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Home on the Range

November 15, 1990|DIRK SUTRO

One warm morning in Crouch Meadows, a few miles from Mt. Laguna, Jerry McDaniel stood behind his pickup, adjusting a saddle. The only sounds were natural: wind through tall grass, birds screeching as they floated on warm air currents, the neighing of McDaniel's horse and the braying of a mule a few yards away.

It was almost eerie not to hear a siren, freeway noise, telephone, doorbell or the beep of an answering machine or pager.

A seasoned beige cowboy hat shaded McDaniel's face, where the years have weathered crow's feet into his leathery skin. He wears low-slung blue jeans, a denim work shirt and black cowboy boots.

McDaniel has been a cowboy "as far back as I can remember. My dad was a cowboy and rancher. I was riding before I could walk. My dad would work his horses and mules in the fields, and I'd meet him at noon and ride back to the barn. I'd sit on the horses while they ate."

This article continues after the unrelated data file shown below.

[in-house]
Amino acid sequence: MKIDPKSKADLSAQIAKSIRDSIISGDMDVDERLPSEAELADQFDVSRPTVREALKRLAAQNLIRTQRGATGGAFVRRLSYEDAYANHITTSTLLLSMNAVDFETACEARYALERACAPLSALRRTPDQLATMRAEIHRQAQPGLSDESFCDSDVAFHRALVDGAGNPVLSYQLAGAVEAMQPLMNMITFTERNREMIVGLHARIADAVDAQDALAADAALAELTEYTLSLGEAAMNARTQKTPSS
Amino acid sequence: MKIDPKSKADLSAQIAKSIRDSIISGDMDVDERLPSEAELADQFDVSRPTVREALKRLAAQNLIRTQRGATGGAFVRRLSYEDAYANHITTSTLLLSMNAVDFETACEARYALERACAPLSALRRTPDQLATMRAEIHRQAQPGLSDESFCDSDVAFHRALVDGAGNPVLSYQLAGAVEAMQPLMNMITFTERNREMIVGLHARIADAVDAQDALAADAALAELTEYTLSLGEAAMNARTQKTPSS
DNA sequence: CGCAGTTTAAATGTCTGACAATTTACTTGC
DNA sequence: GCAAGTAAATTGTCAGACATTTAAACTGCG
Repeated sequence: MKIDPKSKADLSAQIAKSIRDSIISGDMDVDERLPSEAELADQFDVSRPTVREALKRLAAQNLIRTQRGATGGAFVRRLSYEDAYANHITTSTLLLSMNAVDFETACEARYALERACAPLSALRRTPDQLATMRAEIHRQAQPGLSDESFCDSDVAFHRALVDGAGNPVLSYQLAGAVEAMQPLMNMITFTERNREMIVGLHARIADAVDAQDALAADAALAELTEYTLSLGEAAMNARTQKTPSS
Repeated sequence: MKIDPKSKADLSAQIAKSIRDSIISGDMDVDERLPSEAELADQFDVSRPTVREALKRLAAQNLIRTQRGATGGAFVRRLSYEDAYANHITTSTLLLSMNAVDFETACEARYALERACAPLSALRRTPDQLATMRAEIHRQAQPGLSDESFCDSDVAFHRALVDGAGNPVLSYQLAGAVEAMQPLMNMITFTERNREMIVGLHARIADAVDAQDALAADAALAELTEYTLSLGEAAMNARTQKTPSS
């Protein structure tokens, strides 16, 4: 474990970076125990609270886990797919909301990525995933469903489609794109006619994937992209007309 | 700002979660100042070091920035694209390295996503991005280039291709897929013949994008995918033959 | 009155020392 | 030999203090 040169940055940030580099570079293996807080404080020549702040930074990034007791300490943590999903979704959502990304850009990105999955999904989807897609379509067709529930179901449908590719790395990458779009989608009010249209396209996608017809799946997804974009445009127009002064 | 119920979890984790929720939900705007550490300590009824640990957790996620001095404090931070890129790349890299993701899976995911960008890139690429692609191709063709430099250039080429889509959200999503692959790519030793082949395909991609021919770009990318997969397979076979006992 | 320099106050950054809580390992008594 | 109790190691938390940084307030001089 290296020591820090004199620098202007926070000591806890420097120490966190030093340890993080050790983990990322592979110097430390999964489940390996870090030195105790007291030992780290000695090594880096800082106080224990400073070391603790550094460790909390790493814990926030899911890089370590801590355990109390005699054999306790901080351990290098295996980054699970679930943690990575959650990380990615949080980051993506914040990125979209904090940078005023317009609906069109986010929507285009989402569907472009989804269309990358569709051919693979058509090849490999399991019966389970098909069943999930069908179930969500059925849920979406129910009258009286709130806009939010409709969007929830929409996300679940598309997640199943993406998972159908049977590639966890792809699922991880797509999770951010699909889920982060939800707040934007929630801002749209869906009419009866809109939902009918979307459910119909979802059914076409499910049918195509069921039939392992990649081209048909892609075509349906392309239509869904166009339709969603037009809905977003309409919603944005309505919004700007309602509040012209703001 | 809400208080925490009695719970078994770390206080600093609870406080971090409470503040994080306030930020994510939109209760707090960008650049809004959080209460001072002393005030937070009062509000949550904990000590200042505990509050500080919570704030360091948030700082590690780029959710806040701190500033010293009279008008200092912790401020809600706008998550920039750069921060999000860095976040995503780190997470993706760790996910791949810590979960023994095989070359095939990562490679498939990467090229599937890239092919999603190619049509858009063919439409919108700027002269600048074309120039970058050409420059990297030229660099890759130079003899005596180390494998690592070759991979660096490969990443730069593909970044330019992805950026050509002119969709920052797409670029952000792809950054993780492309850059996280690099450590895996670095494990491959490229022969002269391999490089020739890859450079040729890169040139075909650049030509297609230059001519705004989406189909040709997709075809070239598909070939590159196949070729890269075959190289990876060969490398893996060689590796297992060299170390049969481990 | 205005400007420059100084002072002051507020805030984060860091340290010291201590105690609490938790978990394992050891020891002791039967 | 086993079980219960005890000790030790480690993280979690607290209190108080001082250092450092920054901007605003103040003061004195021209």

When McDaniel was 6, his family moved to Central California. He grew up working their ranches in places such as Oakdale and Sonora.

"I knew from the beginning what I was going to do. In high school in Modesto, I was buying mustangs for 2 1/2 or 3 cents a pound, breaking 'em in and selling them."

At the moment, McDaniel's territory is 100 square miles in an area south of Mt. Laguna.

Out on the range, McDaniel sees wildlife most people only see in a zoo or on television: bobcats, hawks, deer, rattlesnakes.

He has read most of writer Louis L'Amour's Western novels, and McDaniel tells those kinds of tales. Like the time he and his wife were chasing some cattle and her horse began acting up. Understandable, since a mountain cat was flicking the horse's tail with one paw. The cat followed playfully for several minutes before running away.

At 60, a day in the saddle makes McDaniel sore, but he still works from just after sunup until early evening.

At the center of his life are his work and family. His wife, Holly, 33, is an artist who sometimes rides with him. His four grown children live throughout California. None grew up to be cowboys, but one son is a horse trainer.

The last time McDaniel traveled into San Diego was more than three years ago. And that was only to testify in court against "a couple Navy guys who shot a steer."

"Time don't mean anything to me. Usually, I work seven days a week." He's never been interested in any other line of work. "This is the easiest job I ever had in my life."

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